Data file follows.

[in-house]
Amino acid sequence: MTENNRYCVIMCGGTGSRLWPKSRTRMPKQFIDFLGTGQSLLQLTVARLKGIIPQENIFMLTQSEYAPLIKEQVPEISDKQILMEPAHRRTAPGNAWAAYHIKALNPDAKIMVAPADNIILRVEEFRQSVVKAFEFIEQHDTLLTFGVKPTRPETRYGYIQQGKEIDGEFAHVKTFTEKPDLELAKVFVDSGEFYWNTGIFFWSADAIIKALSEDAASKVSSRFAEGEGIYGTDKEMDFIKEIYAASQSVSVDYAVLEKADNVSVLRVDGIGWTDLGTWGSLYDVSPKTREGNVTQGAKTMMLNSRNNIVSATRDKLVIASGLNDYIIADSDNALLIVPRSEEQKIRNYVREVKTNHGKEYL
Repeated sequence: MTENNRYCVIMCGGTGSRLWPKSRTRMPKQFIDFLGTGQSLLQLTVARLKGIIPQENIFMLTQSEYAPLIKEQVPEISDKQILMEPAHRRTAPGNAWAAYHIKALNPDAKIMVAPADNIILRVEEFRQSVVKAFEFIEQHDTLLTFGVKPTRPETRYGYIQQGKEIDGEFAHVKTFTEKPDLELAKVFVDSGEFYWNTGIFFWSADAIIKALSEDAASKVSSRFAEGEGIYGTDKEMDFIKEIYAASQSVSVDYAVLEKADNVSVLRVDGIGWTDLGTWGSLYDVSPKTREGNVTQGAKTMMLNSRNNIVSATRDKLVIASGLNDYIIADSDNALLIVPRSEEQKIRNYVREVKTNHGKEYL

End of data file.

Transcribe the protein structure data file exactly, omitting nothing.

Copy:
[in-house]
Amino acid sequence: MTENNRYCVIMCGGTGSRLWPKSRTRMPKQFIDFLGTGQSLLQLTVARLKGIIPQENIFMLTQSEYAPLIKEQVPEISDKQILMEPAHRRTAPGNAWAAYHIKALNPDAKIMVAPADNIILRVEEFRQSVVKAFEFIEQHDTLLTFGVKPTRPETRYGYIQQGKEIDGEFAHVKTFTEKPDLELAKVFVDSGEFYWNTGIFFWSADAIIKALSEDAASKVSSRFAEGEGIYGTDKEMDFIKEIYAASQSVSVDYAVLEKADNVSVLRVDGIGWTDLGTWGSLYDVSPKTREGNVTQGAKTMMLNSRNNIVSATRDKLVIASGLNDYIIADSDNALLIVPRSEEQKIRNYVREVKTNHGKEYL
Repeated sequence: MTENNRYCVIMCGGTGSRLWPKSRTRMPKQFIDFLGTGQSLLQLTVARLKGIIPQENIFMLTQSEYAPLIKEQVPEISDKQILMEPAHRRTAPGNAWAAYHIKALNPDAKIMVAPADNIILRVEEFRQSVVKAFEFIEQHDTLLTFGVKPTRPETRYGYIQQGKEIDGEFAHVKTFTEKPDLELAKVFVDSGEFYWNTGIFFWSADAIIKALSEDAASKVSSRFAEGEGIYGTDKEMDFIKEIYAASQSVSVDYAVLEKADNVSVLRVDGIGWTDLGTWGSLYDVSPKTREGNVTQGAKTMMLNSRNNIVSATRDKLVIASGLNDYIIADSDNALLIVPRSEEQKIRNYVREVKTNHGKEYL